Let's start the discussion today with a question: flour sifting. Why? Why? I'm all ears. Seriously, does separating the wee particles of flour moments before combining them back together make a whit of difference in flavor?
As you can guess, this post is an opportunity for me to nitpick. Or, more diplomatically, it's a break-down of what it takes to modernize an old-school recipe (photo below). I'm taking my favorite Christmas cookie recipe, which came from my grandma. She of the eight children and the perpetually filled cookie jar. With all due respect for my dear granny, her ingredients needed tweaking.
Here are four easy changes which result in a new version of really yummy holiday favorite -- soft ginger cookies. (Also, that equally delicious cookie stand is for sale in the shop.)
Is it even real food? I did a little research and it was "invented" in 1907 by two men -- one a soapmaker and one a candlemaker. Good to know in case of a zombie apocalypse but there's not a chance that I'm willingly consuming it. First off, it's too white for its own good. Unearthly white. Second, it doesn't go bad. Third, it doesn't require refrigeration. Blech. Butter please. Unsalted preferably.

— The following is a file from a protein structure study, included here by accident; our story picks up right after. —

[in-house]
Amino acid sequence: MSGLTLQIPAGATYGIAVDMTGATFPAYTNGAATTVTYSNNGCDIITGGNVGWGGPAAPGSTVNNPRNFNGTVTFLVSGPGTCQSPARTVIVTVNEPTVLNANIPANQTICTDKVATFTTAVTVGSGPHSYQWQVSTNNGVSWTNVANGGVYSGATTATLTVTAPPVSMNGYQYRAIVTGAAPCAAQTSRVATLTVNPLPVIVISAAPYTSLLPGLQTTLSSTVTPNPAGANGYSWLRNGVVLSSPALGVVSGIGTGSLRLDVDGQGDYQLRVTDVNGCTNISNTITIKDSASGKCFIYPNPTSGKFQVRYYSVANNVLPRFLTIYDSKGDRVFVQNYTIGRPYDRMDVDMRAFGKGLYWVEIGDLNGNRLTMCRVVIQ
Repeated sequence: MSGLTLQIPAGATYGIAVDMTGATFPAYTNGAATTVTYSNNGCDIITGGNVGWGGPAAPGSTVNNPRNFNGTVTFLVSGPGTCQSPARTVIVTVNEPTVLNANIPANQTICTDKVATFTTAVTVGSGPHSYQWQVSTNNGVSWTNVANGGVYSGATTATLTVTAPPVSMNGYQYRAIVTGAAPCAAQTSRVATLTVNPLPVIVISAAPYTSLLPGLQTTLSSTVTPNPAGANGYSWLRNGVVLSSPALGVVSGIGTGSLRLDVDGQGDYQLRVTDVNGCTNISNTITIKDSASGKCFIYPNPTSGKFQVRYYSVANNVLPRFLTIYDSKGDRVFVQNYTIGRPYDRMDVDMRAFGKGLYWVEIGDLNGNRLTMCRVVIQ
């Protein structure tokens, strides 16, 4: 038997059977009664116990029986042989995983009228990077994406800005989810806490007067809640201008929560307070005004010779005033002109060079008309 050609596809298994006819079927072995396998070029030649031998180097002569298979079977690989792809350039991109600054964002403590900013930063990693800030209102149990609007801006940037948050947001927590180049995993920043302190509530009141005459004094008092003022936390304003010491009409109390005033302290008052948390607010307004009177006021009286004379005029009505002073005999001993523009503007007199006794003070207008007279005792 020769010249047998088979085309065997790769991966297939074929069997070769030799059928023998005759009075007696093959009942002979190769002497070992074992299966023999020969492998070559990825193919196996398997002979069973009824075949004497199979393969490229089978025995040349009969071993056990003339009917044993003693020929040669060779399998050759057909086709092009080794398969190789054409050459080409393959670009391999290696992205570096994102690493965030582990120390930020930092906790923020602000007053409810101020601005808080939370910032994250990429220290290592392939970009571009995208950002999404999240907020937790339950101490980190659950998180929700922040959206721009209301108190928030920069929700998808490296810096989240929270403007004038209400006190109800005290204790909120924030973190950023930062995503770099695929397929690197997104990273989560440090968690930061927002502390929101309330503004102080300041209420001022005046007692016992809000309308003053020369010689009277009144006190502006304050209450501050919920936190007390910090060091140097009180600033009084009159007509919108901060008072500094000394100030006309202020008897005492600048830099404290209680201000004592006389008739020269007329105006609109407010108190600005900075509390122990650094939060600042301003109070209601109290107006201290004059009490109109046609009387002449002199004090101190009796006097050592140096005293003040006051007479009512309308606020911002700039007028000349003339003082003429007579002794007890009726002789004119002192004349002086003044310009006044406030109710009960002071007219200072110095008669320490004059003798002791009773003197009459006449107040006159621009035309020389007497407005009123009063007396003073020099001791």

New and Better Salt
It's just science. When little rock crystals of French salt meet American tastebuds, the reaction is the equivalent of Carla Bruni and Bill Clinton locked up together in a dark closet. You get the picture.
Ginger Has Come a Long Way, Baby
In this day and age of a shrinking world, we reap the culinary benefit of better spices. I've been making these cookies for well nigh thirty years, and they get better and better each year for one reason: superb ginger. Even the cheaper jars in the grocery store are so much better than what used to pass for ginger.
My grandma made the cookies with multi-colored nonpareils. They're just fine. But the white ones are so dang pretty. Like the driven snow. Like the color of my minivan. Anyway, the white beads of sugar look so elegantly festive atop the brown cookie. But kids do love those rainbow ones.
Mabel Shauber's Crinkly Ginger Cookies
Oven at 325 degrees
In a cuisinart, pulse together until smooth:
1 1/2 sticks softened unsalted butter
1 cup brown sugar, packed
1/4 cup molasses
In a large mixing bowl, combine well until fully incorporated:
2 1/4 cups flour
1/4 tsp. coarse salt
2 tsp. baking soda
1 1/2 tsp. cinnamon
1 1/2 tsp. ginger
1/2 tsp. ground clove
Empty contents of cuisinart into the mixing bowl and stir until well-blended. This requires arm strength. You're burning calories, so make sure you tell your FitBit.
Pour nonpareils into a saucer. Using a teaspoon, shape dough into little balls and dip into the nonpareils. Place on cookie sheet sugar side up and gently press down a little bit with the heel of your hand. Don't flatten them! Bake for 10 minutes. Let sit for two minutes before removing to a cooling rack. Cookies should be soft and light brown in color with some "crinkling" on the surface.
Thanks for reading! I'd love to hear what you bake for the holidays. Or if you roll your eyes at recipes with Crisco. Let's eye-roll together! Join me every Friday morning for a smile to start your weekend.